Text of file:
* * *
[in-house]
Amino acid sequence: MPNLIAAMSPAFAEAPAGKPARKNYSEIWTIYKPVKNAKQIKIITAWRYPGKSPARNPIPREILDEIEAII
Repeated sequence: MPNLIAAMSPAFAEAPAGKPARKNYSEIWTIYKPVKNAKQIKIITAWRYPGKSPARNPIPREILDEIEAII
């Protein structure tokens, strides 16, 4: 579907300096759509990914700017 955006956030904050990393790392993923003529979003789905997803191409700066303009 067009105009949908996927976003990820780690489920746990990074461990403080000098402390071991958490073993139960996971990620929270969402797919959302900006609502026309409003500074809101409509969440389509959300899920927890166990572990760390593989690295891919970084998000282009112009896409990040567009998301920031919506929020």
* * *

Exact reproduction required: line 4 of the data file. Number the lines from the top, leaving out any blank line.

């Protein structure tokens, strides 16, 4: 579907300096759509990914700017 955006956030904050990393790392993923003529979003789905997803191409700066303009 067009105009949908996927976003990820780690489920746990990074461990403080000098402390071991958490073993139960996971990620929270969402797919959302900006609502026309409003500074809101409509969440389509959300899920927890166990572990760390593989690295891919970084998000282009112009896409990040567009998301920031919506929020």